Posted by Ward Fredericks on December 13, 2003
In Reply to: Weather's closing in posted by Shae on December 12, 2003
: : : : : The current weather where I live has been extremely stormy for the last few days. But for some brief moments we've received glimmers of sunshine.
: : : : : This morning started out dreary, then the sun shone briefly. As the heavy clouds came over again, my partner said, the 'weather's closing in'.
: : : : : I've heard this often enough, but it's an odd thing to say really. ie. Weather is a generic word which covers all types of weather, inclement, fine, dry, wet, hot, cold, whatever. So to begin with, why do we know and assume that when such a comment is made, that the 'weather' being described will be stormy, and why 'closing in'?
: : : : In the U.S., I haven't heard "Weather's closing in." I've heard similar remarks, such as "Looks like we're going to get some weather," which is equally open to the same objection. We always have some weather.
: : : : "Closing in" at least has the merit of suggesting that feeling of being trapped under storm clouds that you get when there's...weather.
: : : Since 'weather' is, by definition: the state of the atmosphere with respect to heat or cold, wetness or dryness, calm or storm, clearness or cloudiness, then to say that it is 'closing in, seems reasonable if clouds, mist, rain, etc., conspire to restrict visibility. However, to say we are 'to get some weather' implies that it has previously been absent and since this cannot be it's preferable to qualify the type of weather expected.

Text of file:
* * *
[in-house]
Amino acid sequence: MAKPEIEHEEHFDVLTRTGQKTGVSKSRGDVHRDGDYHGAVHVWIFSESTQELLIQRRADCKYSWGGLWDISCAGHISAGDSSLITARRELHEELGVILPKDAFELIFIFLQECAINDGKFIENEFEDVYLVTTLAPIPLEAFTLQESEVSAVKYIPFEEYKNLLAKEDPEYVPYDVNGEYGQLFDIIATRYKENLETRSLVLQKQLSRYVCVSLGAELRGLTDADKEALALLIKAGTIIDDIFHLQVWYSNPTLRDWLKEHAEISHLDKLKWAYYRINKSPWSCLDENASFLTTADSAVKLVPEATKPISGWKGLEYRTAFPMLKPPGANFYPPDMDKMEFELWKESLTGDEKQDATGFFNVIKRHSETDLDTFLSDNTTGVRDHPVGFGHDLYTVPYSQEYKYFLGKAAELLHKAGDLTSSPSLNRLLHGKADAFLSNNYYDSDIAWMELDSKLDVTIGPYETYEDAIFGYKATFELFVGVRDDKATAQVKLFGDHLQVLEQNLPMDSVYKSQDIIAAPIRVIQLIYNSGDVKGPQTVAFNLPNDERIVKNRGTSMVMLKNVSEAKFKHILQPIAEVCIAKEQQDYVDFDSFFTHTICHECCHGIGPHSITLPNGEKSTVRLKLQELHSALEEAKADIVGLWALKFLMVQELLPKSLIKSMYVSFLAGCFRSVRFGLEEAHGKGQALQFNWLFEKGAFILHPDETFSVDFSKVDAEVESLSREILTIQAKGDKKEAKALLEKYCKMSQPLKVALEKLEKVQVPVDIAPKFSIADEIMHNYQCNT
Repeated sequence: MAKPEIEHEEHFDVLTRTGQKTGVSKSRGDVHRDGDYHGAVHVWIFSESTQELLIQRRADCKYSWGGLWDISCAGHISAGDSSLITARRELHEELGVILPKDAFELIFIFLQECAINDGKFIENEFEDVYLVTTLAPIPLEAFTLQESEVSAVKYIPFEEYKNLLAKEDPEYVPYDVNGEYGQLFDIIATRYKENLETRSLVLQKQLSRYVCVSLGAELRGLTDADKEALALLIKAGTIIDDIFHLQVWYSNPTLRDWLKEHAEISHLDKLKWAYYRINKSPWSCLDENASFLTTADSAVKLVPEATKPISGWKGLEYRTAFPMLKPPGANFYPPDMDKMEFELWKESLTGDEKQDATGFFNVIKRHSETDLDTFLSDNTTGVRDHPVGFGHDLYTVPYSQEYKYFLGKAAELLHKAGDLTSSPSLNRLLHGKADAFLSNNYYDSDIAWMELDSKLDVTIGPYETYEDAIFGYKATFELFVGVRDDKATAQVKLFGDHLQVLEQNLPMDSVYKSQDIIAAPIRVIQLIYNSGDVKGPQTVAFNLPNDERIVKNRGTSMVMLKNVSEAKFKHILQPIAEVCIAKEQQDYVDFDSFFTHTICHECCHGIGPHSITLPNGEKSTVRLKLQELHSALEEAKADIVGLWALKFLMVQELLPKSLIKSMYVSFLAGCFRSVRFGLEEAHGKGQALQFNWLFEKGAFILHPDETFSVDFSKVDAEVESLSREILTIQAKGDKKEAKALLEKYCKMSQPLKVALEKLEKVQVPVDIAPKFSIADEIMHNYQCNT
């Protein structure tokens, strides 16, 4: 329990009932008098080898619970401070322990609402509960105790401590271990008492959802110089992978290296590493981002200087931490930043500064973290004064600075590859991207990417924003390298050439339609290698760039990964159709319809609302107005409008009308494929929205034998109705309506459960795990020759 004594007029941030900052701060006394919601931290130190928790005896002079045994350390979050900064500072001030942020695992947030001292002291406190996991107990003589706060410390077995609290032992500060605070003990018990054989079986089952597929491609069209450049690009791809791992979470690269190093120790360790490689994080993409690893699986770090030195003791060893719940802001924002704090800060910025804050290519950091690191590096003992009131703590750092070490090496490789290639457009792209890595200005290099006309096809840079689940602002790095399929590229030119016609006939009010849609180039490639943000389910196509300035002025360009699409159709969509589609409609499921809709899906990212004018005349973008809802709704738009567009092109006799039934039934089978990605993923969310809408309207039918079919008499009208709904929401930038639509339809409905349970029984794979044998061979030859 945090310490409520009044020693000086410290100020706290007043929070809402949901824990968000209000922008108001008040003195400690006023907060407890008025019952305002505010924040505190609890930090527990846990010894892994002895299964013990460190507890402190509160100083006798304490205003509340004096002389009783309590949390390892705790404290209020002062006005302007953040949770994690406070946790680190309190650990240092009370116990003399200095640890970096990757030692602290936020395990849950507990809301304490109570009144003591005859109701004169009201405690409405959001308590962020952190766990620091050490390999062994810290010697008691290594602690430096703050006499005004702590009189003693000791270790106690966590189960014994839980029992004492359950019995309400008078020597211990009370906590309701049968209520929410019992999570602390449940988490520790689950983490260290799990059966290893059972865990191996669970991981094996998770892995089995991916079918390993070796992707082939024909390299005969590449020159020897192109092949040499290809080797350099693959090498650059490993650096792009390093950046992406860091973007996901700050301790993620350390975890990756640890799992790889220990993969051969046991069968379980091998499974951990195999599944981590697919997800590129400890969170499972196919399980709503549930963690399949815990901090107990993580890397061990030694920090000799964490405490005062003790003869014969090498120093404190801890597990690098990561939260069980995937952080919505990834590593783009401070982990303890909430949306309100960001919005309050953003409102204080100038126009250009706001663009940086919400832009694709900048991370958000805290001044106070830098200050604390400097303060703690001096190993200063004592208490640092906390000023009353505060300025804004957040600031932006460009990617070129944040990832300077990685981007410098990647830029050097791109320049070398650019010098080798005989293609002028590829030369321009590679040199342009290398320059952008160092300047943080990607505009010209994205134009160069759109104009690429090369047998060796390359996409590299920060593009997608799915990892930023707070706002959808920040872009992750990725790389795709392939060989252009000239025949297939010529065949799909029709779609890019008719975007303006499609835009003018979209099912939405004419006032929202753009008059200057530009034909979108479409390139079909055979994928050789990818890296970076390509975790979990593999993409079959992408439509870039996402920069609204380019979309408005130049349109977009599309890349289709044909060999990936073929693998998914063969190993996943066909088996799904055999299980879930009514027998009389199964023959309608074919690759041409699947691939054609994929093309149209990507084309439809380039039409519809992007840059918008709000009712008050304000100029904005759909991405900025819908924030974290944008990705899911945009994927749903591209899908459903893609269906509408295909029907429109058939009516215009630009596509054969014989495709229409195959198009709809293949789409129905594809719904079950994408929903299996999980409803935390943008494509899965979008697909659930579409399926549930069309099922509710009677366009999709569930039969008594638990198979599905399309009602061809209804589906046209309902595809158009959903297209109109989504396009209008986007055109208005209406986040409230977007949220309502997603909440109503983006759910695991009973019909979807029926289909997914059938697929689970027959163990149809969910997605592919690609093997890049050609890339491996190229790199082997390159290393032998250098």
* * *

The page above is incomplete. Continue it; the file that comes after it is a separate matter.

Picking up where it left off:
: : I have heard this expression in the US and I have actually seen the weather closing in. While living on the plains of central Texas, we regularly raced down the highways pursued by columns of thunder clouds dragging ominous trails of grey precipitation behind them. Sometimes we weren't fast enough and we'd be caught in a deluge so strong the cars on the highway were forced to slow to a crawl or even to stop until it had passed.
: Ship and flight crew use the word 'weather' as shorthand for 'bad weather.' An airport control tower might warn an approaching aircraft of 'weather crossing the field' and I've heard a pilot requesting permission to alter course to avoid 'that weather ahead.' An observer on a ship might remark that 'we're heading into weather."
:::: I agree. As a pilot, I can tell you that the expression has a real manifestation. When the weather 'closes in' it truly brings the horizon in on all sides, and being under a blanket of sow or ice is one of the things old pilots like me like to avoid. I suspect this phrase, like so many in our great language, has some implicit editing in it. It probably means, as suggested earlier, that (Bad) weather is closing in and that some action is probably prudent. When flying a small plane, that action would be a 180 degree turn and land, or perhaps some prayers and hope that the instrument flight training is up to date.
We have a lot of phrases in English where the adjective is silent, and clear to native speakers.